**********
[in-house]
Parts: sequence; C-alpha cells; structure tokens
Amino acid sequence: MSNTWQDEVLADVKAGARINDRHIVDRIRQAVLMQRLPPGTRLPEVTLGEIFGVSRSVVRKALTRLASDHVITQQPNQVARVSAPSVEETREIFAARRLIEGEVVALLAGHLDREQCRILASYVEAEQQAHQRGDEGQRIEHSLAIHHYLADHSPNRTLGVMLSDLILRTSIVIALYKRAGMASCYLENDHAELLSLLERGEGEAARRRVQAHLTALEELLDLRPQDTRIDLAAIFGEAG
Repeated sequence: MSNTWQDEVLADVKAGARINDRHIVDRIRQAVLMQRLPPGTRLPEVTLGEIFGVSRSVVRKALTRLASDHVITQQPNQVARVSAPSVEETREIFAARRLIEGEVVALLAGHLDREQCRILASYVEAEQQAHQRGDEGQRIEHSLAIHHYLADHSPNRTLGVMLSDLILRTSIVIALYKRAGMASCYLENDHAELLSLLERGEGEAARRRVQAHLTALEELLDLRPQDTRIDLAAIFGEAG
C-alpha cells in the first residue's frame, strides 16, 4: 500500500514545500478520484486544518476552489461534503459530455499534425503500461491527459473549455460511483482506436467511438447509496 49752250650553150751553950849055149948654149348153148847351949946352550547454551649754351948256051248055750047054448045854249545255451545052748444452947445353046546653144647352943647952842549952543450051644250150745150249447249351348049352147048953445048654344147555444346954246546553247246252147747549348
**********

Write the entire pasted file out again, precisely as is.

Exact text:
[in-house]
Parts: sequence; C-alpha cells; structure tokens
Amino acid sequence: MSNTWQDEVLADVKAGARINDRHIVDRIRQAVLMQRLPPGTRLPEVTLGEIFGVSRSVVRKALTRLASDHVITQQPNQVARVSAPSVEETREIFAARRLIEGEVVALLAGHLDREQCRILASYVEAEQQAHQRGDEGQRIEHSLAIHHYLADHSPNRTLGVMLSDLILRTSIVIALYKRAGMASCYLENDHAELLSLLERGEGEAARRRVQAHLTALEELLDLRPQDTRIDLAAIFGEAG
Repeated sequence: MSNTWQDEVLADVKAGARINDRHIVDRIRQAVLMQRLPPGTRLPEVTLGEIFGVSRSVVRKALTRLASDHVITQQPNQVARVSAPSVEETREIFAARRLIEGEVVALLAGHLDREQCRILASYVEAEQQAHQRGDEGQRIEHSLAIHHYLADHSPNRTLGVMLSDLILRTSIVIALYKRAGMASCYLENDHAELLSLLERGEGEAARRRVQAHLTALEELLDLRPQDTRIDLAAIFGEAG
C-alpha cells in the first residue's frame, strides 16, 4: 500500500514545500478520484486544518476552489461534503459530455499534425503500461491527459473549455460511483482506436467511438447509496 49752250650553150751553950849055149948654149348153148847351949946352550547454551649754351948256051248055750047054448045854249545255451545052748444452947445353046546653144647352943647952842549952543450051644250150745150249447249351348049352147048953445048654344147555444346954246546553247246252147747549348